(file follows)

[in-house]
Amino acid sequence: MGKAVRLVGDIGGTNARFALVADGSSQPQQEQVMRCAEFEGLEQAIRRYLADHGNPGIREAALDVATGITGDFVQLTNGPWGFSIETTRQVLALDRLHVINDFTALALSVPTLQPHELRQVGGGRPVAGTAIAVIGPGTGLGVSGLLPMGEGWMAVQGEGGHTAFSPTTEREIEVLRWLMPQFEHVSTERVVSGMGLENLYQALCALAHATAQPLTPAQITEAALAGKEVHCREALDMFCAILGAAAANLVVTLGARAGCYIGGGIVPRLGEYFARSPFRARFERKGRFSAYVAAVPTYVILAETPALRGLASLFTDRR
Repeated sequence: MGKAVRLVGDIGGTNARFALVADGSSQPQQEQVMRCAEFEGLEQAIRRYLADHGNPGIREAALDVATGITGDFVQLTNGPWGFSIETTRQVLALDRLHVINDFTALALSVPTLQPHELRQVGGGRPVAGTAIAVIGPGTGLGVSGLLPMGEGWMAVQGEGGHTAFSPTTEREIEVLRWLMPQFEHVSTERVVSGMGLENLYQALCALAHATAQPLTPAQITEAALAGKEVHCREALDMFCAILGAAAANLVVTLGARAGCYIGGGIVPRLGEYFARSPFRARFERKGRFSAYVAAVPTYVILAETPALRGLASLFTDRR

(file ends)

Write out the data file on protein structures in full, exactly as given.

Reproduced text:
[in-house]
Amino acid sequence: MGKAVRLVGDIGGTNARFALVADGSSQPQQEQVMRCAEFEGLEQAIRRYLADHGNPGIREAALDVATGITGDFVQLTNGPWGFSIETTRQVLALDRLHVINDFTALALSVPTLQPHELRQVGGGRPVAGTAIAVIGPGTGLGVSGLLPMGEGWMAVQGEGGHTAFSPTTEREIEVLRWLMPQFEHVSTERVVSGMGLENLYQALCALAHATAQPLTPAQITEAALAGKEVHCREALDMFCAILGAAAANLVVTLGARAGCYIGGGIVPRLGEYFARSPFRARFERKGRFSAYVAAVPTYVILAETPALRGLASLFTDRR
Repeated sequence: MGKAVRLVGDIGGTNARFALVADGSSQPQQEQVMRCAEFEGLEQAIRRYLADHGNPGIREAALDVATGITGDFVQLTNGPWGFSIETTRQVLALDRLHVINDFTALALSVPTLQPHELRQVGGGRPVAGTAIAVIGPGTGLGVSGLLPMGEGWMAVQGEGGHTAFSPTTEREIEVLRWLMPQFEHVSTERVVSGMGLENLYQALCALAHATAQPLTPAQITEAALAGKEVHCREALDMFCAILGAAAANLVVTLGARAGCYIGGGIVPRLGEYFARSPFRARFERKGRFSAYVAAVPTYVILAETPALRGLASLFTDRR